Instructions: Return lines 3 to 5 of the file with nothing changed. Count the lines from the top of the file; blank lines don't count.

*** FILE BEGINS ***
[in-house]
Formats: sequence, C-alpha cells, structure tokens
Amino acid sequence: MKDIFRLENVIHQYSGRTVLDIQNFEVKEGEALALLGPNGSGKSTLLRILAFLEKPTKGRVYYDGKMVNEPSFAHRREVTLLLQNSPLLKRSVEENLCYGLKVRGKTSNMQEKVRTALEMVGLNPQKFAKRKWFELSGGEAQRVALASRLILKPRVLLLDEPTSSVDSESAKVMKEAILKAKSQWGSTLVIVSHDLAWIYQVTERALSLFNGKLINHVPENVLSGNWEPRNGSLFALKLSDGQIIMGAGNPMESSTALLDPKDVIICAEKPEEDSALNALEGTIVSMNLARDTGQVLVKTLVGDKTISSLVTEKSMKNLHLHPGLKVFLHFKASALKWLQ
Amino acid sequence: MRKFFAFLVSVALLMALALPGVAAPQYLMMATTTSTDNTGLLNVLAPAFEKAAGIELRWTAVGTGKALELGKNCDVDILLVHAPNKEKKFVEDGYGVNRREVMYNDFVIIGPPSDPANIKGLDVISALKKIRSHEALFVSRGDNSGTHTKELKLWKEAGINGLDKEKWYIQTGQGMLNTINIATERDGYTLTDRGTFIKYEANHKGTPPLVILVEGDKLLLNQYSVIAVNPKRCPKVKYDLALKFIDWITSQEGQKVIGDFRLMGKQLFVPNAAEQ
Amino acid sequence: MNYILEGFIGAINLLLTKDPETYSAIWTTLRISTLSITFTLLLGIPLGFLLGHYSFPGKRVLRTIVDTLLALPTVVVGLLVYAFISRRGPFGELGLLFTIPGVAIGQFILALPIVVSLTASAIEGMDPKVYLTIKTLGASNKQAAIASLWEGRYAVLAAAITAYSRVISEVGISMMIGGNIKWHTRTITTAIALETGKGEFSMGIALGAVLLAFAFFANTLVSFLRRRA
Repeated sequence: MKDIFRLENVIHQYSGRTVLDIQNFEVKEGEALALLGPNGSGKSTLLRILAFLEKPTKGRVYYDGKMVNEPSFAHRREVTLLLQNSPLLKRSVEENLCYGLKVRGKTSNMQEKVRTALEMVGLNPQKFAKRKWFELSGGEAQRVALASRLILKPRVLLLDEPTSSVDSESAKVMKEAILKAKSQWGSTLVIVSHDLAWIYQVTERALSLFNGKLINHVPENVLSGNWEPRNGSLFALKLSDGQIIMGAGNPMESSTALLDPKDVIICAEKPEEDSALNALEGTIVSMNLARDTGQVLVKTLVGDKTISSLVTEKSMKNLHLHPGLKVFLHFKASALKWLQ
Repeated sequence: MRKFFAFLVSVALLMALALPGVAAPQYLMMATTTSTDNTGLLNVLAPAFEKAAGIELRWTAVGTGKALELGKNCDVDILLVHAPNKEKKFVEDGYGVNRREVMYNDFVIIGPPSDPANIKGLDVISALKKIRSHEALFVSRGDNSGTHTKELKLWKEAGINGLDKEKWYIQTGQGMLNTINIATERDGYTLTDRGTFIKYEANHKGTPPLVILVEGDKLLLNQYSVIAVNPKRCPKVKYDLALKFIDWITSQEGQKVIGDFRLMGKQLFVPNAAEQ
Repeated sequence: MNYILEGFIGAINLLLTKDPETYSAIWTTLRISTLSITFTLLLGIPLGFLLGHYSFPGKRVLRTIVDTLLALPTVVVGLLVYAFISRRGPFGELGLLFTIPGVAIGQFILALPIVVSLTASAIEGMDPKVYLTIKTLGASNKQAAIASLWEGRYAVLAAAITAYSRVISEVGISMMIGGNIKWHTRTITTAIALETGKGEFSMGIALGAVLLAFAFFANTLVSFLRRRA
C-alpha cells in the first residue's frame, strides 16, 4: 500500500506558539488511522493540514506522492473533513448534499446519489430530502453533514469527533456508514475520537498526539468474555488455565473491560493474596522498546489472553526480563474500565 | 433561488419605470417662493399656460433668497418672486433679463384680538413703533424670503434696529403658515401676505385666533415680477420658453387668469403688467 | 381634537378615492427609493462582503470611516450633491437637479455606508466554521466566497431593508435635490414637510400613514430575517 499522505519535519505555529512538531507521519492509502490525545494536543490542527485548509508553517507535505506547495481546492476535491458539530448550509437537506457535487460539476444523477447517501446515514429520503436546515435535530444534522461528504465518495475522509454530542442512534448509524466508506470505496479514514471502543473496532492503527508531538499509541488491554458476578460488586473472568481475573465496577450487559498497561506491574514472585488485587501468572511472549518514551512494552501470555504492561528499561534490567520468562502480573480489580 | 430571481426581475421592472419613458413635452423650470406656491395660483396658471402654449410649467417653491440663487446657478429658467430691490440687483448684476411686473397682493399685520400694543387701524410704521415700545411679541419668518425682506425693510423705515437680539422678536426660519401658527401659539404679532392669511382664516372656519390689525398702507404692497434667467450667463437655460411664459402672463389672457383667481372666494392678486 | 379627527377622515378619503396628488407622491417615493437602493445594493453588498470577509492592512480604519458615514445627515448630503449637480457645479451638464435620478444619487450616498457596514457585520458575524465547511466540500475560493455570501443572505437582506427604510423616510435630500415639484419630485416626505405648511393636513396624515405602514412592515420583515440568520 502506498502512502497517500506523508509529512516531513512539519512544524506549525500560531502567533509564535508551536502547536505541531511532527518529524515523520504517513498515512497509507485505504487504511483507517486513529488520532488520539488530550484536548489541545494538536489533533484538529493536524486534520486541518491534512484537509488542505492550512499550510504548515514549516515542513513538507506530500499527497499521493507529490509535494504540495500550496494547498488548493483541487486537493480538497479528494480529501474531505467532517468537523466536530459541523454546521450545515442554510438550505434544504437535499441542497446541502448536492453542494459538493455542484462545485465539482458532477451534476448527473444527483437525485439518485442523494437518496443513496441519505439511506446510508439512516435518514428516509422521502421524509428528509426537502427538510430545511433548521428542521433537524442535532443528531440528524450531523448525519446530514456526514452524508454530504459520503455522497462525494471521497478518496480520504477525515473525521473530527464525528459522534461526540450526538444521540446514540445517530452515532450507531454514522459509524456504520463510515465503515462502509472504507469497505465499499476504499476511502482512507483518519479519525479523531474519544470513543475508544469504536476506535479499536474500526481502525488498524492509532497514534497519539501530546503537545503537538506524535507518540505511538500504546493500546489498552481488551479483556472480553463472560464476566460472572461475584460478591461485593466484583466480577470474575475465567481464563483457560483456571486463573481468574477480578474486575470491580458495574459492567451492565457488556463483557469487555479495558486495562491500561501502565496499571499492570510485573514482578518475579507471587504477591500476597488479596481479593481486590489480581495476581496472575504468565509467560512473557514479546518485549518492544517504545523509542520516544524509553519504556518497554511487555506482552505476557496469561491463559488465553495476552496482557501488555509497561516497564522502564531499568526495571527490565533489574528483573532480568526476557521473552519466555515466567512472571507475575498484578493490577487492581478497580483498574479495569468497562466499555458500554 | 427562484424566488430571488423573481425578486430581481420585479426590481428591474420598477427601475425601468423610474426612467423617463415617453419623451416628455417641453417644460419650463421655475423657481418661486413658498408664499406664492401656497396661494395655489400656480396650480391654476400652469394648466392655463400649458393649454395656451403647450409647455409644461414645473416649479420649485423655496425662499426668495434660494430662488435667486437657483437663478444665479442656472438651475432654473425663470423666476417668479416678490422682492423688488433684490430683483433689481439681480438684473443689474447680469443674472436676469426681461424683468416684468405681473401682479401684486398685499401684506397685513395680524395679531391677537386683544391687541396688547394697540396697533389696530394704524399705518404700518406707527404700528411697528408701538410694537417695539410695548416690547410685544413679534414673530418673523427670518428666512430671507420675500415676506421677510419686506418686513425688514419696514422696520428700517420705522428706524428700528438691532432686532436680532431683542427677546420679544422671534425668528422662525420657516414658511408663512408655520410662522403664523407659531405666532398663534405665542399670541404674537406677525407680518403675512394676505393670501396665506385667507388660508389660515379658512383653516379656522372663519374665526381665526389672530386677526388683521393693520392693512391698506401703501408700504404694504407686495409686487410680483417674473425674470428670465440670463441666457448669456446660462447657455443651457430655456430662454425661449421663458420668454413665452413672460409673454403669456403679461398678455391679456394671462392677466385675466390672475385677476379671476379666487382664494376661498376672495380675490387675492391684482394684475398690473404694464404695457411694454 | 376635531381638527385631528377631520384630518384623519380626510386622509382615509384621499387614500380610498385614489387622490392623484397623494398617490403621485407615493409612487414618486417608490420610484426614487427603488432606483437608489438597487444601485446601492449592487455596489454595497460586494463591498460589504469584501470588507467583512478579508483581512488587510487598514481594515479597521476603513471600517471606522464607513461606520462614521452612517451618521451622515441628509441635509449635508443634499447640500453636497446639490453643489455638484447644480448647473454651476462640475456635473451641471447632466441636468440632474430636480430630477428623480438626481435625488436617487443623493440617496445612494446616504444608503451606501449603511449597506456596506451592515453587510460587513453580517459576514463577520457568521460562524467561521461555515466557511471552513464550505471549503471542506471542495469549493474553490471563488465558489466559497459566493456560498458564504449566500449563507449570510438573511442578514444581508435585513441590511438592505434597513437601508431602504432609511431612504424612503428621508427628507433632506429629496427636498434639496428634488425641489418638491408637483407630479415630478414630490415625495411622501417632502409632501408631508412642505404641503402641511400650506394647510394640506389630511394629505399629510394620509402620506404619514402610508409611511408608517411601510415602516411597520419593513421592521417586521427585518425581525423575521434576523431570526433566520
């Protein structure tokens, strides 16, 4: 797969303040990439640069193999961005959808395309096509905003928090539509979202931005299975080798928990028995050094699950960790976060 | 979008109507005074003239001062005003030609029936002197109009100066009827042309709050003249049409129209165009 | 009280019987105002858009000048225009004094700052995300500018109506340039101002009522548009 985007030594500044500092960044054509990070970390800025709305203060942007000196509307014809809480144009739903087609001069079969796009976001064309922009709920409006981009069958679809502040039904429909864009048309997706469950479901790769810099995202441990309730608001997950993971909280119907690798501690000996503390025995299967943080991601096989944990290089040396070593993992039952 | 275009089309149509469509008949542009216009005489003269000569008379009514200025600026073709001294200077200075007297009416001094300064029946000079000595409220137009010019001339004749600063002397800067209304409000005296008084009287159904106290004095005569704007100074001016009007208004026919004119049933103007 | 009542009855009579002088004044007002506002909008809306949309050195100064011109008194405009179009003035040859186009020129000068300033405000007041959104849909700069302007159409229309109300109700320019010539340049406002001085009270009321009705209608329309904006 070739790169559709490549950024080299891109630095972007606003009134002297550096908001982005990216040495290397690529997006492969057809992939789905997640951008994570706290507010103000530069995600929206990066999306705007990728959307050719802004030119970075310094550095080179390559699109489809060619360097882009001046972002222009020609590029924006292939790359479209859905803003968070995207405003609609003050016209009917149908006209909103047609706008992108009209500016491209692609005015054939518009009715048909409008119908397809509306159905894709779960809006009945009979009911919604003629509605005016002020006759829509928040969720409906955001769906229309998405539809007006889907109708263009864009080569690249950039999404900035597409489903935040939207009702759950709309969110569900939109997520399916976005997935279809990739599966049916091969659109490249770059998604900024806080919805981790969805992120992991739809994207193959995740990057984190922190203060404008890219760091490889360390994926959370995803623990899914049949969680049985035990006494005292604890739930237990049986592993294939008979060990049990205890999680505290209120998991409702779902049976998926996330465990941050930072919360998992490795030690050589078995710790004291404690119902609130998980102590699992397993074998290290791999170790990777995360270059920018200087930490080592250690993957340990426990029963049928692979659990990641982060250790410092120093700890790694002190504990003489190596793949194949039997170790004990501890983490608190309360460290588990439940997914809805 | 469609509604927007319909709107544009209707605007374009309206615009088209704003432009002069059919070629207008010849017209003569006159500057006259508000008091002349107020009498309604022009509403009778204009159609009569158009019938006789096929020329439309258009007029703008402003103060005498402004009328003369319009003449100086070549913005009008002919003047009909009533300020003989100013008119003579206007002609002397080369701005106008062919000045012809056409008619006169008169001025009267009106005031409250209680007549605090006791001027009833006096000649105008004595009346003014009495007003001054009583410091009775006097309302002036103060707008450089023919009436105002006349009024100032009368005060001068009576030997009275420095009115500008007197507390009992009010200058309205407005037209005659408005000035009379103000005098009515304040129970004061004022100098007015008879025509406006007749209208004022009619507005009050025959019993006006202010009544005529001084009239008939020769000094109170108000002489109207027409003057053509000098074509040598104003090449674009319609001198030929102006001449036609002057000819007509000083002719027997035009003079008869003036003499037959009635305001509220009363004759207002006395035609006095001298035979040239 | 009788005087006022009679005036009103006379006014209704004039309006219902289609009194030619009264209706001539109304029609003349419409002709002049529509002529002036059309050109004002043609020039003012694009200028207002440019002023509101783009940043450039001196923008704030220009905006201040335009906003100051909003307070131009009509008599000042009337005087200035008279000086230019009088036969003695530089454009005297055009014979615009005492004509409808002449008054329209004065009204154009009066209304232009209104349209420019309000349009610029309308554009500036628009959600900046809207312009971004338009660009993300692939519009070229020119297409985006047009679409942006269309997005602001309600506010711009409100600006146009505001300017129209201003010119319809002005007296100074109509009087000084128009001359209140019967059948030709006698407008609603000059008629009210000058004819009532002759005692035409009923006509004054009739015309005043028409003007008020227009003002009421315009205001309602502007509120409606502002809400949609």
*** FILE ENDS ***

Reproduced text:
Amino acid sequence: MKDIFRLENVIHQYSGRTVLDIQNFEVKEGEALALLGPNGSGKSTLLRILAFLEKPTKGRVYYDGKMVNEPSFAHRREVTLLLQNSPLLKRSVEENLCYGLKVRGKTSNMQEKVRTALEMVGLNPQKFAKRKWFELSGGEAQRVALASRLILKPRVLLLDEPTSSVDSESAKVMKEAILKAKSQWGSTLVIVSHDLAWIYQVTERALSLFNGKLINHVPENVLSGNWEPRNGSLFALKLSDGQIIMGAGNPMESSTALLDPKDVIICAEKPEEDSALNALEGTIVSMNLARDTGQVLVKTLVGDKTISSLVTEKSMKNLHLHPGLKVFLHFKASALKWLQ
Amino acid sequence: MRKFFAFLVSVALLMALALPGVAAPQYLMMATTTSTDNTGLLNVLAPAFEKAAGIELRWTAVGTGKALELGKNCDVDILLVHAPNKEKKFVEDGYGVNRREVMYNDFVIIGPPSDPANIKGLDVISALKKIRSHEALFVSRGDNSGTHTKELKLWKEAGINGLDKEKWYIQTGQGMLNTINIATERDGYTLTDRGTFIKYEANHKGTPPLVILVEGDKLLLNQYSVIAVNPKRCPKVKYDLALKFIDWITSQEGQKVIGDFRLMGKQLFVPNAAEQ
Amino acid sequence: MNYILEGFIGAINLLLTKDPETYSAIWTTLRISTLSITFTLLLGIPLGFLLGHYSFPGKRVLRTIVDTLLALPTVVVGLLVYAFISRRGPFGELGLLFTIPGVAIGQFILALPIVVSLTASAIEGMDPKVYLTIKTLGASNKQAAIASLWEGRYAVLAAAITAYSRVISEVGISMMIGGNIKWHTRTITTAIALETGKGEFSMGIALGAVLLAFAFFANTLVSFLRRRA